Need some help with Charlotte Russe (it separates sometimes)
I'm having guests for NYE and making my family's favorite NYE dessert, Charlotte Russe. Sometimes it separates, though, so I thought I'd ask here what I'm doing wrong. The recipe is from an Austrian great aunt.
1T unflavored gelatin
1/4c cold water
2 eggs, separated
2/3 c powdered sugar
2/3 c scalded milk
2c whipping cream
Soak gelatin in water.
Beat egg yolks with sugar, pour milk over. Stir in gelatin and mix
Beat egg whites until stiff and fold in.
Set in fidge till it begins to set -- about 7-8 minutes [here is where it separates].
Whip cream, add vanilla and fold into egg mixture.
Pour into ladyfinger-lined souffle dish.
Any hints on keeping it from separating?
Thanks for any help.
It separates while chilling or as you fold in the cream? If it separates as you fold in the cream, you may be whipping your cream too stiffly. If you whip it just until soft peaks form, you have more leeway with folding it in. If you try to fold in stiffly whipped cream, the additional action of folding can over-whip it and cause it to separate & start turning to butter. Plus, softly whipped cream has more volume than stiff and will give you a lighter mousse.
re: babette feasts
Thanks. It separates in the fridge. I may indeed be whipping the egg whites too stiffly and will try whipping them less. I'd guess the over-whipping squeezes the proteins too tightly and doesn't let other liquids in.
The way it separates is the egg white separates out and floats on the yolk mixture.
Interesting. I have a recipe from Paul Bocuse for Charlotte Russe, and his instructions spend more time on making the lady-fingers for the lining than on the creme anglaise that is the filling (and really that is all the filling is - cream or custard). what is interesting about your recipe is there is no cooking. If you aren't cooking the cream in a custard, I don't think the eggs add anything. Yolks will thicken a custard, but they must be cooked, AFAIK.
In the Time Life Good Cook volume "Classic Desserts" there are four recipes for Charlotte. Two recipes make creme anglaise or a pouring custard ( cooked and including egg yolk) and two make the charlotte with flavored cream whipped with gelatin for stabilizing, but no egg yolks and no egg whites. By the way, Bocuse's recipe does also include gelatin, FWIW, but no egg whites. None of the four recipes include both whipped cream and whipped egg whites. That is highly unusual. Maybe that's what makes your recipe different.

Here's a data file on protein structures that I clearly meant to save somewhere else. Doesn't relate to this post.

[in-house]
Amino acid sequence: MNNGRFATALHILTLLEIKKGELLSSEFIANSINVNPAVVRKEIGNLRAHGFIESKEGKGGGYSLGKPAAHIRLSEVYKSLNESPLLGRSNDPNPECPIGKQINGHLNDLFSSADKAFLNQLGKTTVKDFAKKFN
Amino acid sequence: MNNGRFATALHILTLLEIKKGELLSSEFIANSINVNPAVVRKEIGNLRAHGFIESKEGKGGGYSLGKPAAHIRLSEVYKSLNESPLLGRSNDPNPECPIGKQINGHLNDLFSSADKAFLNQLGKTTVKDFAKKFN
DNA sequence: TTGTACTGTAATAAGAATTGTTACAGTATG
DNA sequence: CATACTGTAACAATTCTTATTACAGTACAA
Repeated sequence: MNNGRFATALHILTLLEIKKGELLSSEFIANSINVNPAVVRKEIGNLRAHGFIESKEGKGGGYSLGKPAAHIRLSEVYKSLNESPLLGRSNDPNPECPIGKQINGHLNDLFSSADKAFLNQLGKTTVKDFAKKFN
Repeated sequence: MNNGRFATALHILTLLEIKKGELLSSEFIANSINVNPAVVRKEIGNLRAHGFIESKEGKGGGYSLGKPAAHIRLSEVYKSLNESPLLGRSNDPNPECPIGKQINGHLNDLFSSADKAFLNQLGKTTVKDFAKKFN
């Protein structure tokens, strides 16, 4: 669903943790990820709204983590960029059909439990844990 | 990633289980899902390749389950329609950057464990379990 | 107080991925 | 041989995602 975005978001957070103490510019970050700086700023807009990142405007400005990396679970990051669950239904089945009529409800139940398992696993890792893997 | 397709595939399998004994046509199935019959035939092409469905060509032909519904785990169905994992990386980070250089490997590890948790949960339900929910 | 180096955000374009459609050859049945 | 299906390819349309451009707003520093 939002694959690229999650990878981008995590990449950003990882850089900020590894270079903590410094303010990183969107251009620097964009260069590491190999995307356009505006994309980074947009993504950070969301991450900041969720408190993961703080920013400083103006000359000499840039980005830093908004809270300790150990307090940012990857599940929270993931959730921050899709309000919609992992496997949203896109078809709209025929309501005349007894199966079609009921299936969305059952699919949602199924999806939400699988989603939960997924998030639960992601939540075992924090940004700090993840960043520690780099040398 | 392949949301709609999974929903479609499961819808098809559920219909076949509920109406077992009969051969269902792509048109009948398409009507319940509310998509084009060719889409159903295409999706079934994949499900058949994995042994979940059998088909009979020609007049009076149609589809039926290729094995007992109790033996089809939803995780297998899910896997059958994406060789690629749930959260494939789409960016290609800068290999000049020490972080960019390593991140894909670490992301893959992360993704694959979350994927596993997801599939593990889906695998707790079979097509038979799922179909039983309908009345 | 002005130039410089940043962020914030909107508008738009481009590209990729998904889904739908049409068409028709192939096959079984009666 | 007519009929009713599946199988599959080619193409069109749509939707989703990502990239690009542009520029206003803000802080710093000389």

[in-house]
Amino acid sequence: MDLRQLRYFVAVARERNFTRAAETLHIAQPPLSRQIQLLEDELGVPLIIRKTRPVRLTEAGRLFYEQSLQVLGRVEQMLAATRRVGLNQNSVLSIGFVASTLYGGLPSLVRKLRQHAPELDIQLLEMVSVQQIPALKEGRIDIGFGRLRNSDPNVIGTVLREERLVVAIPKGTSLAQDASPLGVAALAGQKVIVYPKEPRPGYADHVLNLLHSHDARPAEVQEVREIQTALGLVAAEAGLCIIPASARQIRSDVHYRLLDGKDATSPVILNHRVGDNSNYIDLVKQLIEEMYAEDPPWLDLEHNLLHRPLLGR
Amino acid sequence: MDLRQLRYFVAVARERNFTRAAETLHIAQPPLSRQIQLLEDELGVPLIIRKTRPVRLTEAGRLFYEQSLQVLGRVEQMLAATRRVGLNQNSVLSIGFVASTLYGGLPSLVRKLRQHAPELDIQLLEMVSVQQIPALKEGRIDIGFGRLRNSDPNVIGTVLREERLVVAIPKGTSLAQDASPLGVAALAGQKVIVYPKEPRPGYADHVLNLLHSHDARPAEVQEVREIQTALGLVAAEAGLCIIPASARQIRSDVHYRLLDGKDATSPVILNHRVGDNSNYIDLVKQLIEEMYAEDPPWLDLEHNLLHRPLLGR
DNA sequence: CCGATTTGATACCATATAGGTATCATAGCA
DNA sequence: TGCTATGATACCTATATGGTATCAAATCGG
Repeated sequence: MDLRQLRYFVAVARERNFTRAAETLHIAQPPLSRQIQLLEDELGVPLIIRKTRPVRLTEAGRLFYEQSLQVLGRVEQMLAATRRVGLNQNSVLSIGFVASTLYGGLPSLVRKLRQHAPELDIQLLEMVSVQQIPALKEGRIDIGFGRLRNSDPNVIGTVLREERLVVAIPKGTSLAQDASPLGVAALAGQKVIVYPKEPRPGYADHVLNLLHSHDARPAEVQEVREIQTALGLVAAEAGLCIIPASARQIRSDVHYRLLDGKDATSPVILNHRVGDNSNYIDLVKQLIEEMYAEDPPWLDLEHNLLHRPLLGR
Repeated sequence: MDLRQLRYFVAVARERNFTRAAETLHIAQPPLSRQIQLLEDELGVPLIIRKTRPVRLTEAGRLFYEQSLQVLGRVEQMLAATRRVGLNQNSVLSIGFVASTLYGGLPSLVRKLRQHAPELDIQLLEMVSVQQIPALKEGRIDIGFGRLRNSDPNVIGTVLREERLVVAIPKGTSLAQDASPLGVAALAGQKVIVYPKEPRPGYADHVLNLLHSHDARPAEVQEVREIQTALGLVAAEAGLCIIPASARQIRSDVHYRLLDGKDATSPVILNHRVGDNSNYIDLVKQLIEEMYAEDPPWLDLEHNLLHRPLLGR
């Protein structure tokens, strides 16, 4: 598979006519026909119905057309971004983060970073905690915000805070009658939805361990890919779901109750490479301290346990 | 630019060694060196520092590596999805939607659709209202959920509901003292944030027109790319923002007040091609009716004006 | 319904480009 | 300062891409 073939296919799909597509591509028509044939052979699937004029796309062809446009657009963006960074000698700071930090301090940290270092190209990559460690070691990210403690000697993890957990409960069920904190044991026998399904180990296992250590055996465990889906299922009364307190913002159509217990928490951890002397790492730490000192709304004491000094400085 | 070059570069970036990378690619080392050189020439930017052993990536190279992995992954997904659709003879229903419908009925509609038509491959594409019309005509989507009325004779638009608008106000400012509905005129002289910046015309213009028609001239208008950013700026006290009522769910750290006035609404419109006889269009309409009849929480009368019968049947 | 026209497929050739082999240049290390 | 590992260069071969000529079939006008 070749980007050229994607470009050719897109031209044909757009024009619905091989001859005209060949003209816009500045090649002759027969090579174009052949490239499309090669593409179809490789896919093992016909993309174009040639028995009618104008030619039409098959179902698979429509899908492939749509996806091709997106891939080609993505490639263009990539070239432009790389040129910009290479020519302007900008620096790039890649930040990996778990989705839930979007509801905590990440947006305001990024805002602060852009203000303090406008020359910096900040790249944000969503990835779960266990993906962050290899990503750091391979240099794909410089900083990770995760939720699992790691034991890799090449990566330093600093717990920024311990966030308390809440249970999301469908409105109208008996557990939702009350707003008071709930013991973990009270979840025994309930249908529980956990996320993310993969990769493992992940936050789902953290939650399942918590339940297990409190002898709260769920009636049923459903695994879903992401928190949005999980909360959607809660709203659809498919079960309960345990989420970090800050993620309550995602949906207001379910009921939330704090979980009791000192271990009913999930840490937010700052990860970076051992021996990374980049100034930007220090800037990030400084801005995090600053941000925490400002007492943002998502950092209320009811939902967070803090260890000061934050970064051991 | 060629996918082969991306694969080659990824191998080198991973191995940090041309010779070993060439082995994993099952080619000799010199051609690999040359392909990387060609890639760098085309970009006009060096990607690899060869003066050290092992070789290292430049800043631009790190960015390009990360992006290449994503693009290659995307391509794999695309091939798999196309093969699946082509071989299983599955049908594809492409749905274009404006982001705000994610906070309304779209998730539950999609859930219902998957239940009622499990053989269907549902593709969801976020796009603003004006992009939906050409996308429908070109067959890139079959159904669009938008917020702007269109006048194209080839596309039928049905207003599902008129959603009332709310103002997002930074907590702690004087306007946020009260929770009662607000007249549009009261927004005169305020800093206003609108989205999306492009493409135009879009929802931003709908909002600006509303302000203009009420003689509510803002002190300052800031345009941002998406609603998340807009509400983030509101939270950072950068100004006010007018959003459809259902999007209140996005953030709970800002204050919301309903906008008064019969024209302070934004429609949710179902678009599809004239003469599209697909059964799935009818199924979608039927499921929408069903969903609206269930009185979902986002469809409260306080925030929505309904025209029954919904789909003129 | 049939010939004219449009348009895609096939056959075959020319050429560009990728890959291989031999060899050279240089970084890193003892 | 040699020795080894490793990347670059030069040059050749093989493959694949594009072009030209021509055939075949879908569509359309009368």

Conclusion: your recipe is missing a step, or has too many ingredients (cook the egg yolks, or omit them completely). The missing step is at the start: scald the milk. Beat egg yolks and sugar together with a wooden spoon until frothy, then slowly add the milk to the egg mixture. Pour the egg-milk-sguar mixture back into the saucepan and cook over low heat, stirring all the while, until the mixture coats the spoon. Remove from heat at this point and add the gelatin. Cool, and as soon as it starts to set fold in whipped cream and pour into lady-finger-lined mold.
First, thanks for all the research and comparisons!
This recipe works most of the time and is delicious. I'm not sure of the origins. When I was looking for recipes on the web I found this: http://www.food.com/recipe/charlotte-... so it isn't too odd. We love the taste and I want to be more consistent.
hmmm....perhaps the food.com com recipe was shared by a long lost cousin of the same Austrian auntie? Nonetheless, uncooked egg yolks, uncooked egg whites, whipped cream, all combined is not something I've seen.
Your recipe and request piqued my curiosity, so I did further research. Charlotte Russe is a traditional dish, so I looked it up in my Larousse Grastronomique and in my volume of Curnonsky's Traditional French Cooking. Both volumes have several variations on Charlotte Russe, and all are merely lady-finger lined molds (there is a traditional shape, of course!), filled with bavarian cream. Bavarian cream is always cooked - it is an egg-thickened (cooked) custard lightened with whipped cream after cooking and cooling.
You've obviously eaten the dish you described before, so I hope you figure it out. (Please also be sure to use pasteurized eggs to avoid the risk of salmonella from raw eggs.) Enjoy!
Here is an 18th century recipe that sounds a lot like yours as far as ingredients, with the exception that they use "isinglass" as gelatin (a sheet gelatin). The original Charlotte Russe desserts were not made the "easy way" with lady fingers standing on end to line the outside of a souffle dish used as a mold, but as you'll see in this recipe, the entire mold was lined with "cake" and then turned out. Sometimes, a bit later than this recipe, pinwheel cakes were used, which made a very pretty pattern when the russe was eventually turned out of the mold.
So it sounds like your recipe was written at a time, or by someone copying it, when it was assumed anyone would already know you had to cook the creme Anglais.
It's the things we assume everyone knows about and don't write down that leave great puzzles for the future!
Finally! Here's the URL:
After reading all the comments and a bunch of other recipes, what I did was to make sure the milk was very warm when I added it into the egg yolk/sugar mixture. I did it very slowly so as not to cook the yolks. Then I added the gelatin and it melted wonderully. No separation and it tasted fantastic. Thanks for all the help!